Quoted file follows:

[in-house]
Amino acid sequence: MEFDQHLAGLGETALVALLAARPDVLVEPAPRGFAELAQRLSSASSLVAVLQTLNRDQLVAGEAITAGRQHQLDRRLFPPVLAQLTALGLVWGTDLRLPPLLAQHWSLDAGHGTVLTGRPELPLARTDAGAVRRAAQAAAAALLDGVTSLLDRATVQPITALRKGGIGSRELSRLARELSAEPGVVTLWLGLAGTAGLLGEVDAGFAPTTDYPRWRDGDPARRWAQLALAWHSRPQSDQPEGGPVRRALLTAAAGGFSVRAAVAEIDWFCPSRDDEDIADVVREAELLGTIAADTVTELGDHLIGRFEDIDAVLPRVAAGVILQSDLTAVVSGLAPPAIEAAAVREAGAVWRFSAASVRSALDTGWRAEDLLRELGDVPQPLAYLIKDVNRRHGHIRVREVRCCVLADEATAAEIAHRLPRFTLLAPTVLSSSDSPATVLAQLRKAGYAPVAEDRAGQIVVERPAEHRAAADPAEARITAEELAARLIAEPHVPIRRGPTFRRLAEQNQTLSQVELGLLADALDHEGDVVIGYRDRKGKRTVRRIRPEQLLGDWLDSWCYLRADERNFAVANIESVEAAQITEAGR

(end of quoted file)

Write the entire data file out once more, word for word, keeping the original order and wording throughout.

[in-house]
Amino acid sequence: MEFDQHLAGLGETALVALLAARPDVLVEPAPRGFAELAQRLSSASSLVAVLQTLNRDQLVAGEAITAGRQHQLDRRLFPPVLAQLTALGLVWGTDLRLPPLLAQHWSLDAGHGTVLTGRPELPLARTDAGAVRRAAQAAAAALLDGVTSLLDRATVQPITALRKGGIGSRELSRLARELSAEPGVVTLWLGLAGTAGLLGEVDAGFAPTTDYPRWRDGDPARRWAQLALAWHSRPQSDQPEGGPVRRALLTAAAGGFSVRAAVAEIDWFCPSRDDEDIADVVREAELLGTIAADTVTELGDHLIGRFEDIDAVLPRVAAGVILQSDLTAVVSGLAPPAIEAAAVREAGAVWRFSAASVRSALDTGWRAEDLLRELGDVPQPLAYLIKDVNRRHGHIRVREVRCCVLADEATAAEIAHRLPRFTLLAPTVLSSSDSPATVLAQLRKAGYAPVAEDRAGQIVVERPAEHRAAADPAEARITAEELAARLIAEPHVPIRRGPTFRRLAEQNQTLSQVELGLLADALDHEGDVVIGYRDRKGKRTVRRIRPEQLLGDWLDSWCYLRADERNFAVANIESVEAAQITEAGR